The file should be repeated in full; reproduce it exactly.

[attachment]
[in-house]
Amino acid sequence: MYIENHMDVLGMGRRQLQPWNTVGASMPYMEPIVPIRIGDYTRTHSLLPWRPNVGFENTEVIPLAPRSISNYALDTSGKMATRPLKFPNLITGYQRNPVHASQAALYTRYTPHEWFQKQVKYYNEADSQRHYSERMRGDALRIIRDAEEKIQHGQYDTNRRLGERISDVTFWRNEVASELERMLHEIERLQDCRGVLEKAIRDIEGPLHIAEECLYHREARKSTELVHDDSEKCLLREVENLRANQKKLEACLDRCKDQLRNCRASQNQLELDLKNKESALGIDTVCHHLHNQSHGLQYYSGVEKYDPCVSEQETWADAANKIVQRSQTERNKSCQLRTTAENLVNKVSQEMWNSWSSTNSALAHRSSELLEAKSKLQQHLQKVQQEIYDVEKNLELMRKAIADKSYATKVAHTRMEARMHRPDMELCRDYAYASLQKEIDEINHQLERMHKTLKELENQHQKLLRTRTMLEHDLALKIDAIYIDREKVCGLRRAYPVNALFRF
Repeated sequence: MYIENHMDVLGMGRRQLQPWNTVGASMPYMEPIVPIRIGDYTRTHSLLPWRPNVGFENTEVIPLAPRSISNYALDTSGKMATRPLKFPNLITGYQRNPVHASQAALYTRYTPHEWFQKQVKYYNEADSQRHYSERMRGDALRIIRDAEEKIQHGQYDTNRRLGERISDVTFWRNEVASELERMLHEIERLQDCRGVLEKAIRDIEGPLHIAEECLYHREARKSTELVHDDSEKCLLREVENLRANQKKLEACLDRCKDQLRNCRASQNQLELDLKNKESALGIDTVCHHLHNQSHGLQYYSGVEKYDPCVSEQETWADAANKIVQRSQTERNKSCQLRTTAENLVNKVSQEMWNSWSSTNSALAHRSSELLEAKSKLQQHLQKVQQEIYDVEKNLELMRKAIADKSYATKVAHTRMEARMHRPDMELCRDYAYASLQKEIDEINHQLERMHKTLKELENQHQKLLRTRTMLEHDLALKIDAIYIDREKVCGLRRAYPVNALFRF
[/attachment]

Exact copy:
[in-house]
Amino acid sequence: MYIENHMDVLGMGRRQLQPWNTVGASMPYMEPIVPIRIGDYTRTHSLLPWRPNVGFENTEVIPLAPRSISNYALDTSGKMATRPLKFPNLITGYQRNPVHASQAALYTRYTPHEWFQKQVKYYNEADSQRHYSERMRGDALRIIRDAEEKIQHGQYDTNRRLGERISDVTFWRNEVASELERMLHEIERLQDCRGVLEKAIRDIEGPLHIAEECLYHREARKSTELVHDDSEKCLLREVENLRANQKKLEACLDRCKDQLRNCRASQNQLELDLKNKESALGIDTVCHHLHNQSHGLQYYSGVEKYDPCVSEQETWADAANKIVQRSQTERNKSCQLRTTAENLVNKVSQEMWNSWSSTNSALAHRSSELLEAKSKLQQHLQKVQQEIYDVEKNLELMRKAIADKSYATKVAHTRMEARMHRPDMELCRDYAYASLQKEIDEINHQLERMHKTLKELENQHQKLLRTRTMLEHDLALKIDAIYIDREKVCGLRRAYPVNALFRF
Repeated sequence: MYIENHMDVLGMGRRQLQPWNTVGASMPYMEPIVPIRIGDYTRTHSLLPWRPNVGFENTEVIPLAPRSISNYALDTSGKMATRPLKFPNLITGYQRNPVHASQAALYTRYTPHEWFQKQVKYYNEADSQRHYSERMRGDALRIIRDAEEKIQHGQYDTNRRLGERISDVTFWRNEVASELERMLHEIERLQDCRGVLEKAIRDIEGPLHIAEECLYHREARKSTELVHDDSEKCLLREVENLRANQKKLEACLDRCKDQLRNCRASQNQLELDLKNKESALGIDTVCHHLHNQSHGLQYYSGVEKYDPCVSEQETWADAANKIVQRSQTERNKSCQLRTTAENLVNKVSQEMWNSWSSTNSALAHRSSELLEAKSKLQQHLQKVQQEIYDVEKNLELMRKAIADKSYATKVAHTRMEARMHRPDMELCRDYAYASLQKEIDEINHQLERMHKTLKELENQHQKLLRTRTMLEHDLALKIDAIYIDREKVCGLRRAYPVNALFRF